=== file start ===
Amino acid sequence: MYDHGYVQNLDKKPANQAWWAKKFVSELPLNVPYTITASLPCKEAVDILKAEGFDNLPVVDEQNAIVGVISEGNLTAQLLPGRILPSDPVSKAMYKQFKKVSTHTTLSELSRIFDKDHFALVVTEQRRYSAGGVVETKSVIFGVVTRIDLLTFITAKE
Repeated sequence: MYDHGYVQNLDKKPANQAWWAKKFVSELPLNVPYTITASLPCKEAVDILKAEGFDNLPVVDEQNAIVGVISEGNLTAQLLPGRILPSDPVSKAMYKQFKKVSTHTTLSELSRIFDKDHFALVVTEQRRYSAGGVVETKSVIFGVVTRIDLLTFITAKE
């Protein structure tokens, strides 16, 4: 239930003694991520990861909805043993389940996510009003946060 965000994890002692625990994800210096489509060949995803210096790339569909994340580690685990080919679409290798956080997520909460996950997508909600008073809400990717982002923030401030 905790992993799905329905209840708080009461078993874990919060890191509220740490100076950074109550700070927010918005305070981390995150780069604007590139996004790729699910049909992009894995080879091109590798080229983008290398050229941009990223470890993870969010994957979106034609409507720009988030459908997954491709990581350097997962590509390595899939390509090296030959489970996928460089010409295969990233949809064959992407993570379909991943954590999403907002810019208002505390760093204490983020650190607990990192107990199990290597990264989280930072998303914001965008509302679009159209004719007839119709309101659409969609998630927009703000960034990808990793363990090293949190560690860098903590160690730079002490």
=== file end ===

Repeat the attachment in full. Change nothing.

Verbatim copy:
Amino acid sequence: MYDHGYVQNLDKKPANQAWWAKKFVSELPLNVPYTITASLPCKEAVDILKAEGFDNLPVVDEQNAIVGVISEGNLTAQLLPGRILPSDPVSKAMYKQFKKVSTHTTLSELSRIFDKDHFALVVTEQRRYSAGGVVETKSVIFGVVTRIDLLTFITAKE
Repeated sequence: MYDHGYVQNLDKKPANQAWWAKKFVSELPLNVPYTITASLPCKEAVDILKAEGFDNLPVVDEQNAIVGVISEGNLTAQLLPGRILPSDPVSKAMYKQFKKVSTHTTLSELSRIFDKDHFALVVTEQRRYSAGGVVETKSVIFGVVTRIDLLTFITAKE
């Protein structure tokens, strides 16, 4: 239930003694991520990861909805043993389940996510009003946060 965000994890002692625990994800210096489509060949995803210096790339569909994340580690685990080919679409290798956080997520909460996950997508909600008073809400990717982002923030401030 905790992993799905329905209840708080009461078993874990919060890191509220740490100076950074109550700070927010918005305070981390995150780069604007590139996004790729699910049909992009894995080879091109590798080229983008290398050229941009990223470890993870969010994957979106034609409507720009988030459908997954491709990581350097997962590509390595899939390509090296030959489970996928460089010409295969990233949809064959992407993570379909991943954590999403907002810019208002505390760093204490983020650190607990990192107990199990290597990264989280930072998303914001965008509302679009159209004719007839119709309101659409969609998630927009703000960034990808990793363990090293949190560690860098903590160690730079002490």